July 3, 2020

There’s an important period in a relationship that’s often overlooked in online dating: the point between finding an interesting profile and actually meeting in person. While there is an art to crafting an interesting opening message — although anything more exciting than “Hey” or “How’s it going?” will often suffice — keeping the conversation going can often be a challenge.

Recently on Reddit, the online forum where people can anonymously chat about practically anything, someone posed a great question: “What kills your attraction in the ‘talking’ phase?”

Some of the responses were:

“Not talking enough. The entire point of a date is to get to know each other which is pretty hard if I may as well be talking to a brick wall.”

“When they’re incapable of making full conversations. People who constantly ask hru/wyd again and again make me lose interest VERY fast.” (Text speak be gone!)

“Not asking me questions. It shows me they’re not genuinely interested in getting to know me. I ask questions. I like it when it’s more conversational.”

“If I’m putting in more effort than the person to keep the conversation going. Especially if I always have to initiate or say, ‘Hi’ first.”

“Mind games. What I loved about my husband is he didn’t care how much he texted or called, just because he enjoyed talking to me and wasn’t afraid to show it.”

Five different answers that make different points but come to very similar conclusions: it’s all about putting effort into the conversation.

While online dating, it’s expected that you may be talking to multiple people at once, getting to know each other and seeing if meeting for a date is in the cards. However, the same conversation won’t work for each of the people you’re texting with. You have to give each person special attention, asking information based on each profile or pictures that show you paid attention… and you’re not confusing this person with another potential match.

The other consistent feeling is that no one wants to carry the whole conversation on their shoulders. Make sure you’re starting the conversation at least half of the time, showing that the chat is not one sided and you’re interested in actually getting to know the other person better. Man or woman, everyone loves to see a text or email come in from someone they’re interested in — and not worry about if they have been ghosted.

Some other turn-offs listed on the Reddit thread included “being boring or being negative” and talking poorly about an ex — both completely understandable objections. After all, if someone you are just getting to know can’t be excited to get to know you, how can you ever build a meaningful relationship? The lesson here is simple: stay positive.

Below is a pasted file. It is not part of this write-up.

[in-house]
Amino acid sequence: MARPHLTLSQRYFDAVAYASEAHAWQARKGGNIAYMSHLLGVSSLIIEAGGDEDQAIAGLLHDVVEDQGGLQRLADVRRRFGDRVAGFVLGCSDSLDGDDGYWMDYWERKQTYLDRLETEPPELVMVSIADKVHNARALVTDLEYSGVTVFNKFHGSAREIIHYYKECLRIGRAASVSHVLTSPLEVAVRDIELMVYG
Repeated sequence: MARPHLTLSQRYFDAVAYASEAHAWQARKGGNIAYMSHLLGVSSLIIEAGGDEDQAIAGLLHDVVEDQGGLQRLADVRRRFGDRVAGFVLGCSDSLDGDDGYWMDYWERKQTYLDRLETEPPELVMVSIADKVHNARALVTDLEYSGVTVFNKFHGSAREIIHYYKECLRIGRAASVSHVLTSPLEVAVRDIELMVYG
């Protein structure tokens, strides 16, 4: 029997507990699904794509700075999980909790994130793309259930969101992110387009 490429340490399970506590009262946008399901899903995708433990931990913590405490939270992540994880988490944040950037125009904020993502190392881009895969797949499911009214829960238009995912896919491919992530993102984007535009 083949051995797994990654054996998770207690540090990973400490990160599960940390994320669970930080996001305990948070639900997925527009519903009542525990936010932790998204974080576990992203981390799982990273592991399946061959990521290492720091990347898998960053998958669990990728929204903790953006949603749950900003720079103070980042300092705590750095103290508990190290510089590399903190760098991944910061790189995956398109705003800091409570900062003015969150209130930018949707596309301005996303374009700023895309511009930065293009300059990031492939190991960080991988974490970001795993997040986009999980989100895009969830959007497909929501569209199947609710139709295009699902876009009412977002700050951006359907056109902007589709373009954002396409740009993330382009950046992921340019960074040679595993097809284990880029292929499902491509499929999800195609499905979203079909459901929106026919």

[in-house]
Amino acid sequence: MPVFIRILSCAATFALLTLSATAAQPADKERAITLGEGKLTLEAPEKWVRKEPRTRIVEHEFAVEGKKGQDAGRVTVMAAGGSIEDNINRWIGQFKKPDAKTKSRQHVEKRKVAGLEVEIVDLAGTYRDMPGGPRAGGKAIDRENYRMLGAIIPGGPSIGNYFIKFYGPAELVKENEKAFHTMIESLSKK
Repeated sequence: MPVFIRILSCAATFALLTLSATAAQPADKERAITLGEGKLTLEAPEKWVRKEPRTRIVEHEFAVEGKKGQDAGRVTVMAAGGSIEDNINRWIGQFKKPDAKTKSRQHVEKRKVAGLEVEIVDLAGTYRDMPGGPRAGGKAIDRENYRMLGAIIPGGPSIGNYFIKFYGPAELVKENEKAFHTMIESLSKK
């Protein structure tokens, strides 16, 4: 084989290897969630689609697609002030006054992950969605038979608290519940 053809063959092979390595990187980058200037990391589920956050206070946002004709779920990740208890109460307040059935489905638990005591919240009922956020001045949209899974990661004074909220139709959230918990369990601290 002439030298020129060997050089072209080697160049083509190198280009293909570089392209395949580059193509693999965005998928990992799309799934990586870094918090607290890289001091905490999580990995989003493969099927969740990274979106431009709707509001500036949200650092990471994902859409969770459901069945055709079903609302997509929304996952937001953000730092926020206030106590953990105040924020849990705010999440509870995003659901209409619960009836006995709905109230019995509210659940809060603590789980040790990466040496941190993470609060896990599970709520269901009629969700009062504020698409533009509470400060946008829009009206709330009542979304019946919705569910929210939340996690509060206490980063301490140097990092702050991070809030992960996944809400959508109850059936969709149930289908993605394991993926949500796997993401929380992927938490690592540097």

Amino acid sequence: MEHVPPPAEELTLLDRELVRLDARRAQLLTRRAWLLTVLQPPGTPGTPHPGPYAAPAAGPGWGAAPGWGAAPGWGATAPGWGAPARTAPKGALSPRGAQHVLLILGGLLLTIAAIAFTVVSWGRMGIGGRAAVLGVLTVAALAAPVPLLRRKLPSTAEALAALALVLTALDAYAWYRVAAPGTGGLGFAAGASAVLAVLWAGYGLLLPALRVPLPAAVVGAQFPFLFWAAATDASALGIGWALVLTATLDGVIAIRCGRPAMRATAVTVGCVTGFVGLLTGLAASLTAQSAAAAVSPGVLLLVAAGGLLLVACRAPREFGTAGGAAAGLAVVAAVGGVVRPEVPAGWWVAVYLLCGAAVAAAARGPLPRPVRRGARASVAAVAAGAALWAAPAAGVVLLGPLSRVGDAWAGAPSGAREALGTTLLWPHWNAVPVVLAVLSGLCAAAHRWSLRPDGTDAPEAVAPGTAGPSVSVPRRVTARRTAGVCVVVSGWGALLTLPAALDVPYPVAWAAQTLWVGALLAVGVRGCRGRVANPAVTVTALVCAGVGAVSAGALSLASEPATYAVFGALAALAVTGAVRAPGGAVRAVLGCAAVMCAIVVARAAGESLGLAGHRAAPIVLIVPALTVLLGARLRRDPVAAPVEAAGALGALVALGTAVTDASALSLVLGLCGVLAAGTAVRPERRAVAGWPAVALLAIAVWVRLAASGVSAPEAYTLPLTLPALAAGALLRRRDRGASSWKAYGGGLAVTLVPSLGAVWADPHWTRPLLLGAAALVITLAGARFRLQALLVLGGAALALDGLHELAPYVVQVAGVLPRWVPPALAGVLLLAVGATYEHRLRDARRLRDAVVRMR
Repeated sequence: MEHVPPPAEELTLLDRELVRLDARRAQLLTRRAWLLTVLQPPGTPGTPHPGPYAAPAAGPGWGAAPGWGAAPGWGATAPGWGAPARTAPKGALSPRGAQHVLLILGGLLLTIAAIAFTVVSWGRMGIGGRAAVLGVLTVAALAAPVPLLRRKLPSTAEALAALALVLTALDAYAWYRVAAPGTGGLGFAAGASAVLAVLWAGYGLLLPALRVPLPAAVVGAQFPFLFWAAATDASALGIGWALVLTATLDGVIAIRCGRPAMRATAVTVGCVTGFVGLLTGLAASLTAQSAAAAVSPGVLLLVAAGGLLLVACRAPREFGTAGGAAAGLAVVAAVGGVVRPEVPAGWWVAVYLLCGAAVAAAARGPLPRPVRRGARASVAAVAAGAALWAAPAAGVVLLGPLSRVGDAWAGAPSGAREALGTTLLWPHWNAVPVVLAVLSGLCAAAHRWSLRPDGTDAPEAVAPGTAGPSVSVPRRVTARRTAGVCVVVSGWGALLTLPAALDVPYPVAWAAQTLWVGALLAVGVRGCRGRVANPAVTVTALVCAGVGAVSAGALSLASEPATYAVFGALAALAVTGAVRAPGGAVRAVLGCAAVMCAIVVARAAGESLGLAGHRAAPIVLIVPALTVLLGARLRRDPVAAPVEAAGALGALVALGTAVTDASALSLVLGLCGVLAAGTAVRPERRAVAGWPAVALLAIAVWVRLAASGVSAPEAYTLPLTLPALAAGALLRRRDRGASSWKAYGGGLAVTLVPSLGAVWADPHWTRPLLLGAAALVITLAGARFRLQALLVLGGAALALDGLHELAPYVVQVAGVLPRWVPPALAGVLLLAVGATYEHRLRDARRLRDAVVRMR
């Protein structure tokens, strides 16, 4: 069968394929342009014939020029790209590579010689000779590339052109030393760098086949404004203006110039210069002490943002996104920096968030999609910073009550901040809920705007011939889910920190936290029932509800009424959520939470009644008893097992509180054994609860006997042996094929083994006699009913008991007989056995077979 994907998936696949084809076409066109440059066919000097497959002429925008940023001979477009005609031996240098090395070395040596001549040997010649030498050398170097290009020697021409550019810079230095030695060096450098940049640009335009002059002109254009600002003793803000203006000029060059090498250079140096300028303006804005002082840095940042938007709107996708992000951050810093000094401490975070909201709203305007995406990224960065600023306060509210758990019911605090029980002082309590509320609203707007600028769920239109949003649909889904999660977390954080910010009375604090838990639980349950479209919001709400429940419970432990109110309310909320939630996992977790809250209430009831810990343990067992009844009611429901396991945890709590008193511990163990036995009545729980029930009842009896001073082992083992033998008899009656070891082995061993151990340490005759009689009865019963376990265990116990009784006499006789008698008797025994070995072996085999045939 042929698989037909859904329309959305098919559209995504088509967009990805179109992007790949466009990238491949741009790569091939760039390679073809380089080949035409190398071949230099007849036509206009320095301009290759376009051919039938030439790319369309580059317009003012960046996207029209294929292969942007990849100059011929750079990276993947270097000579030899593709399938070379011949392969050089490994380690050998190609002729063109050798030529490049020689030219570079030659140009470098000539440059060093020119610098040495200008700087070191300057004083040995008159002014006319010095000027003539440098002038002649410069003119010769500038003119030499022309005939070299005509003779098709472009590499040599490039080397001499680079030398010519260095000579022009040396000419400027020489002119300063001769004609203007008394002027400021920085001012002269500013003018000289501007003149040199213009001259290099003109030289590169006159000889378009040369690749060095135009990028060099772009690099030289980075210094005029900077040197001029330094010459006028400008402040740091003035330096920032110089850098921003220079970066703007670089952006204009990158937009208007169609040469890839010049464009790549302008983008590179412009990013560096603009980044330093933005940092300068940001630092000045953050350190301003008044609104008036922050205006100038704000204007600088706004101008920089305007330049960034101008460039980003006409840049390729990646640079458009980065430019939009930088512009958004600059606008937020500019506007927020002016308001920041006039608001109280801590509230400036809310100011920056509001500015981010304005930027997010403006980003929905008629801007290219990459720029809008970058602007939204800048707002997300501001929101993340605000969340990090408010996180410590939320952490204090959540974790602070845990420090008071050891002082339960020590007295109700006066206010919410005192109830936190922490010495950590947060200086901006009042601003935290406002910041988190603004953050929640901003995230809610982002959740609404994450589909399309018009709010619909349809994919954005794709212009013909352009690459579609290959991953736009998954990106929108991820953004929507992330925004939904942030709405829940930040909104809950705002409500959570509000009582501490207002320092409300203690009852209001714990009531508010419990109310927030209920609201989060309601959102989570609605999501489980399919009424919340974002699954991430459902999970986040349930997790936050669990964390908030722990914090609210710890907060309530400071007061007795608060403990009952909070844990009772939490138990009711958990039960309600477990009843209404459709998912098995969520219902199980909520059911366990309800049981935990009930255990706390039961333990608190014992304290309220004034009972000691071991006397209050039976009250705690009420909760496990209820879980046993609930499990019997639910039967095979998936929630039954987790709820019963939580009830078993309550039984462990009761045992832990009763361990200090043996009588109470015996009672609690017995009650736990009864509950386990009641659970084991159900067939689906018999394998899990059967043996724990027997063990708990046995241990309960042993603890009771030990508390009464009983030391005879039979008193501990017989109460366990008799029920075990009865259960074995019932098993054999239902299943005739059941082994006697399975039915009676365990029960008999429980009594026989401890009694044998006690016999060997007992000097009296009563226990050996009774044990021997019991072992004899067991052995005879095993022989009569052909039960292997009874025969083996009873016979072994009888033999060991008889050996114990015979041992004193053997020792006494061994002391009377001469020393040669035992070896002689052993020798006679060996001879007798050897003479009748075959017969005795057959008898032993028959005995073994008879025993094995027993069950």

Another person replied that a turn-off was “taking way too long to actually meet after weeks of texting/calls.” You can only get to know a person so much without physically being together, so why wait? (Or these days, at least a video call.) If you’re excited about messaging someone, don’t wait too long before asking them out on a date.

Of course, the “talking phase” has been extended for many potential couples due to coronavirus. While not being able to go on an in-person meetup provides a great chance to communicate and get to know each other without worrying about what to wear on your first date, there’s a challenge in keeping that chat interesting. As the dating scene returns to normal, just remember the basics: be interested, stay positive, and don’t go into a deep dive (or even a shallow one) on your ex.

The “Talking-Phase” Turn-Offs

2 thoughts on “The “Talking-Phase” Turn-Offs

  • July 3, 2020 at 3:01 pm
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    My turnoff? When she doesn’t answer questions. I’m trying to show interest, I’m genuinely interested, I’m trying to keep the conversation going – and question after question, no answer. I’m not talking about rapid fire questions or intrusive questions….

    Reply
    • July 3, 2020 at 3:08 pm
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      I agree. It’s frustrating when you’re trying so hard and the other person gives you nothing. It happens to both men and women. If you’re going to reply, give something of substance and ask a question… or don’t reply.

      Reply

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